There's a ton of advice out there when it comes to getting more done. Not all of it is created equal.

Part of the problem is the ease of hanging out your shingle as a productivity guru. No one licenses those handing out tips or checks that their advice is research-backed. Another issue is that what makes your productive depends on the kind of work you do (and to some extent the kind of person you are). What works in a widget factory isn't the same as what works in a startup where creativity and deep thinking are in demand.

And finally, humans are weird. Our brains are full of quirks and oddities that make sensible-sounding measures counter-productive. Meanwhile, some myths (I'm looking at you multitasking) are just so attractive (I really do wish I could do three things at once) that they're hard to let go of.

But you need to let go of these misunderstandings if you want to be as productive as possible in as short a time as possible. A couple of cool recent resources can help bust myths and get you on track. One is a SlideShare presentation called '26 Time Management Hacks I Wish I'd Known at 20' from product design and marketing consultant Etienne Garbugli. As you'd imagine it lays out all the misapprehensions Garbugli fell prey to in his youth.

The second is a helpful Fast Company post by Stephanie Vozza outlining common but incorrect productivity beliefs, which covers much of the same ground as Garbugli's presentation while adding some extra commentary from (real) experts. Here are some of the main myths they tackle:

1. Your to-do list is the Holy Grail of productivity

It's not that you should entirely chuck your to-do list (though some have done it and never looked back), but the experts agree that leaning too heavily on a simple, old-fashioned checklist has several serious pitfalls.

One, noted by Garbugli, is that to-do lists have a tendency to make every task appear equally important. But while 'buy milk' may look visually equivalent to 'negotiate new contract with biggest client' on your to-do list, we all know they're not. Make sure your to-do list isn't inadvertently messing with your priorities and pushing you to spend energy checking off minutiae at the expense of doing something truly productive.

Fast Company warns of another issue with to-do lists. They seem a sensible way to start the day but they're really not. "If you're waiting until the morning of to organize your day, it's too late; the day is already crashing down upon you," Julie Morgenstern, author of Never Check E-Mail In the Morning, is quoted as saying.

2. Multi-tasking makes you more effective.

No. It. Does. Not. How much research do you need to see before you believe me? Or take it from Garbugli who states bluntly: "Stop multitasking. It merely kills your focus." If you haven't already giving up this brain-frying, output-reducing habit, quit it already. It's a nice dream, but it just doesn't work.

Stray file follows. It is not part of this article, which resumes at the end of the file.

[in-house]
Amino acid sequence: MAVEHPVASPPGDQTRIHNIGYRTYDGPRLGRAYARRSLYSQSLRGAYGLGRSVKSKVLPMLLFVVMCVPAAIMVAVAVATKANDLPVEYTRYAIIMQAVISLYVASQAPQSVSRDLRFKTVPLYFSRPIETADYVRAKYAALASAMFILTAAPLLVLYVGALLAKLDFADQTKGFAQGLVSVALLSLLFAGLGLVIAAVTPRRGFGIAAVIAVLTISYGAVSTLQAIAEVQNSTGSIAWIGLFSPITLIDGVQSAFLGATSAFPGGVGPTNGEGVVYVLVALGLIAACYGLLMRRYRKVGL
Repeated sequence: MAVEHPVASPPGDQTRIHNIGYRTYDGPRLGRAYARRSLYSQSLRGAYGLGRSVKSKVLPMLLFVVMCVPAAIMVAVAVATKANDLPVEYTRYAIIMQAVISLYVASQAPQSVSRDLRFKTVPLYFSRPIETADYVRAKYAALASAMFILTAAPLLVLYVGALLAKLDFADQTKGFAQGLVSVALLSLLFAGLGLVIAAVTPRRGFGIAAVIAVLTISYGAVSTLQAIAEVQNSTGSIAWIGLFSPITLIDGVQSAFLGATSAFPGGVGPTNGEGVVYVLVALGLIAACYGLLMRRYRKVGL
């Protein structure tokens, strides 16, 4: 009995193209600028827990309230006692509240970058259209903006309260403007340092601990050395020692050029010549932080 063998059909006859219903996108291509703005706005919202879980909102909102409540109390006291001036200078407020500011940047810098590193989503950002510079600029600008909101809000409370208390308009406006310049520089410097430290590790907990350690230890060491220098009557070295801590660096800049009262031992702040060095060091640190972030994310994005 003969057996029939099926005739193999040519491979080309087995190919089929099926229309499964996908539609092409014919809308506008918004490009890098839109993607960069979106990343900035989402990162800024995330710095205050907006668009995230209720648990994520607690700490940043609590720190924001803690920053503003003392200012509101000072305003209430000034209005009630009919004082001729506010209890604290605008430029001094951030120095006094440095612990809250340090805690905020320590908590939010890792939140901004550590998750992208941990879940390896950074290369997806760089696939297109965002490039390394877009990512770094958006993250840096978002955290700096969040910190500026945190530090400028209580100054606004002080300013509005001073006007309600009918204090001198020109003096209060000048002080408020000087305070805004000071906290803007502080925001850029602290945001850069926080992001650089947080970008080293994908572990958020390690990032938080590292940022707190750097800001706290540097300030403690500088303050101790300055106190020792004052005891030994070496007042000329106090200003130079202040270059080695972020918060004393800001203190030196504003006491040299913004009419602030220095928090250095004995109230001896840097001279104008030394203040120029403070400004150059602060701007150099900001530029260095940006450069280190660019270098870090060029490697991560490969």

3. More hours worked equals more productivity.

This is another one that's been completely and thoroughly debunked by science. At a certain point (not much above 40 hours a week) productivity per hour works starts to decline significantly. Trying to push yourself to just keep pounding it out will just mean a decline in both the quality and quantity of your work. You're better off sticking to a humane schedule that works with your natural rhythms and includes plenty of rest thrown in. Or as Garbuli puts it "more hours doesn't mean more productivity. Use constraints as opportunities."

4. Small interruptions are a small problem

The cost of interruptions is higher than you might suspect. For instance, Garbugli includes a little graphic in his presentation illustrating just how hard it is to concentrate before an impending meeting -- the hours leading up to it are often dead time -- and also quotes Y Combinator's Paul Graham: "A single meeting can blow a whole afternoon by breaking it into two pieces each to small to do anything hard in."

This is just one aspect of the problem of "switching costs." It takes mental energy to re-immerse yourself in something after you've been interrupted. Garbugli's advice? "Keep the same context throughout the day. Switching between projects/ clients is unproductive." Another idea? It might sound crazy, but scheduling all your meetings for one marathon day to clear them out of the rest of your calendar could help.

5. Quick action is almost always best

Actually, if you want to be more creative and more spherical in your thinking (which you almost certainly do if you value long-term output), spending time mulling what to do is often time well invested that will pay off in more and better work in the long term

Plus, much like to-do lists, rushing to do whatever is in front of you can mean spending your energies on what's visible or urgent rather than what's important. "If you are always just executing on the task in front of you right then, you are never able to focus on the tasks and projects that truly align to your goals and priorities. You end up reacting instead of responding," Carson Tate, author of Work Simply: Embracing the Power of Your Personal Productivity Style, warns on Fast Company.

What other productivity myths would you really like to see debunked?